PAPER 1. Choose an episode or scene that we have not discussed in class but that seems very important to you in terms of developing a theme, character, or idea in the Iliad. Write a short paper (4-5 pages) in which you argue a clear and specific thesis about your chosen scene and its significance in the poem. As you think about what to write, I strongly recommend that you use your response papers as a starting place. Once you’ve chosen a focus for your paper, look very carefully at your scene. Look for details that reveal or illustrate the significance of the scene in terms of your chosen focus. Use those details as evidence and illustration in your paper. Note: You need not use outside sources for this paper (that is, sources in addition to Homer); in fact, I would encourage you not to use outside sources (because I'd rather hear what you think than what some published scholar thinks).
Your paper will be evaluated according to the following criteria (in order of relative importance):
PAPER 2. As with PAPER 1, choose an episode or scene that we have not discussed in class but that seems very important to you in terms of developing a theme, character, or idea in the Odyssey. Write a paper (4-6 pages) in which you argue a clear and specific thesis about your chosen scene and its significance in the poem. As with PAPER 1, I strongly recommend that you use your response papers as a starting place. PAPER 2 will be graded based on the same criteria as PAPER 1. Note: You need not use outside sources for this paper (that is, sources in addition to Homer); in fact, I would encourage you not to use outside sources (because I'd rather hear what you think than what some published scholar thinks).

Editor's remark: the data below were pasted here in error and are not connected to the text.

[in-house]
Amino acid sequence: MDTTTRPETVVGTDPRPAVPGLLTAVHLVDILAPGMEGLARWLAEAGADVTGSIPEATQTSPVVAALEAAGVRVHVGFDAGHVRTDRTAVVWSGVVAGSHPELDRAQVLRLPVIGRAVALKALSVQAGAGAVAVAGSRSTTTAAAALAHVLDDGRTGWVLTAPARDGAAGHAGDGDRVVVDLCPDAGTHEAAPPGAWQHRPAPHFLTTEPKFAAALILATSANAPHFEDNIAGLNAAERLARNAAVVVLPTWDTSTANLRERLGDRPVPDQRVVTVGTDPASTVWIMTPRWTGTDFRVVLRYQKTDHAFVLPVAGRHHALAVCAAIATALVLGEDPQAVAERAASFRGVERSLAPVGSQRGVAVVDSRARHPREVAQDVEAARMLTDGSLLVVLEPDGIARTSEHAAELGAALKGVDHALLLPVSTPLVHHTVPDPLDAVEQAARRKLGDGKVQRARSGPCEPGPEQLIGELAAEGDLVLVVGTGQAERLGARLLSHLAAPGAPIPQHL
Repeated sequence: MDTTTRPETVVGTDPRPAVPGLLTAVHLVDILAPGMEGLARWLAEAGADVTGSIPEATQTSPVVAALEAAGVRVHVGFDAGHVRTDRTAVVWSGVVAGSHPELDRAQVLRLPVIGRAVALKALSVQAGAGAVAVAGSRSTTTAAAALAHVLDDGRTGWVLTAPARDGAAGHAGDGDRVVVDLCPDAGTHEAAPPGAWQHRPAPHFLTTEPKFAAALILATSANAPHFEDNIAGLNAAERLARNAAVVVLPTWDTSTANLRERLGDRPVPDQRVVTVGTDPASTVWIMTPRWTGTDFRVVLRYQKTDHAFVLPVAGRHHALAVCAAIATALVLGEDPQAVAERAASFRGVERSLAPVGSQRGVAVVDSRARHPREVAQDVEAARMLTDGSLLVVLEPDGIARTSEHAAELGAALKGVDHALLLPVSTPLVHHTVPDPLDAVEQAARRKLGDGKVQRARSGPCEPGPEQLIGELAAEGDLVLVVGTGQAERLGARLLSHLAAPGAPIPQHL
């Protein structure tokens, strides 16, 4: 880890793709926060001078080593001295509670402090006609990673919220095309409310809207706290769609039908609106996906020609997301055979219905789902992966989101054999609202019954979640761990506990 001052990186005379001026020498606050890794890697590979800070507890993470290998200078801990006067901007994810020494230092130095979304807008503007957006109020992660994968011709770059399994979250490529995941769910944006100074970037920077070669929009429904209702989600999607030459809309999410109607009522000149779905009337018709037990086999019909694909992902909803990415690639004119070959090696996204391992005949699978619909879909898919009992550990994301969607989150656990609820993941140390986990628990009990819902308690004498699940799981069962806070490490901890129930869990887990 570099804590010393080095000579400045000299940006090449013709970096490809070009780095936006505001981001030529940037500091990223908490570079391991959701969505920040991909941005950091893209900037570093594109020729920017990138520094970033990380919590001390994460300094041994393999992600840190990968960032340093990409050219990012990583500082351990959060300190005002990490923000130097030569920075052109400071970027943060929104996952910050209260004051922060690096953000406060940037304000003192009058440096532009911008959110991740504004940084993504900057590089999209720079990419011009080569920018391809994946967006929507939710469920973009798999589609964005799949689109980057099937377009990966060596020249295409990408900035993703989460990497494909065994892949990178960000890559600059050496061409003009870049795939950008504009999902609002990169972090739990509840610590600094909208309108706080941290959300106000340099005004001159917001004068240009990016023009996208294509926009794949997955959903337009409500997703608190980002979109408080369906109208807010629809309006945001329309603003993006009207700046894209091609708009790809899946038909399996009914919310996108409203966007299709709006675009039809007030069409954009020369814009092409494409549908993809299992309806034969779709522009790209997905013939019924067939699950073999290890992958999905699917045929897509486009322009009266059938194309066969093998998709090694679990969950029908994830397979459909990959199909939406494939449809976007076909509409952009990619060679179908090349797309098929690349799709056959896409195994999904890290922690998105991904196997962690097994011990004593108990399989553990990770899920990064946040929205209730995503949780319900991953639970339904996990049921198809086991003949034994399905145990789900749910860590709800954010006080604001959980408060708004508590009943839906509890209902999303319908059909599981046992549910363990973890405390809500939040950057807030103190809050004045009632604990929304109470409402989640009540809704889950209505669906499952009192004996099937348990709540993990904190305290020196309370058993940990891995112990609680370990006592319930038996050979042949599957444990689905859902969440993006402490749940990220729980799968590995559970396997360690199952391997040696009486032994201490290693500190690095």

COURSE SCHEDULE. This schedule is subject to change at the discretion of the professor. Changes made after the beginning of the term will be shown in red.
|T 10 Jul||Introductions; selections from Bronislaw Malinowski and Walter Burkert (available in SOCS)|
|W 11 Jul||selections from Bruno Bettelheim (available in SOCS); Iliad, Books 1-2|
|R 12 Jul||Iliad, Books 3-5|
|T 17 Jul||Iliad, Books 6-9|
|W 18 Jul||Iliad, Books 10-12|
|R 19 Jul||Iliad, Books 13-15|
|T 24 Jul||Iliad, Books 16-19|
|W 25 Jul||Iliad, Books 20-22|
|R 26 Jul||Iliad, Books 23-24; Odyssey, Books 1-2|
|F 27 Jul||THESIS PARAGRAPH for PAPER 1 DUE (optional). Email me a rough draft of your paper’s first paragraph OR a brief description of what you plan to write about in your paper, and I will send you feedback on your ideas and plans.|
|M 30 Jul||PAPER 1 DUE in the “Dropbox” of SOCS|
|T 31 Jul||Odyssey, Books 3-6|
|W 1 Aug||Odyssey, Books 7-10|
|R 2 Aug||Odyssey, Books 11-14|
|T 7 Aug||Odyssey, Books 15-18|
|W 8 Aug||Odyssey, Books 19-22|
|R 9 Aug||Odyssey, Books 23-24; FINAL EXAM|
|F 10 Aug||THESIS PARAGRAPH for PAPER 2 DUE (optional). Email me a rough draft of your paper’s first paragraph OR a brief description of what you plan to write about in your paper, and I will send you feedback on your ideas and plans.|
|M 13 Aug||PAPER 2 DUE in the “Dropbox” of SOCS|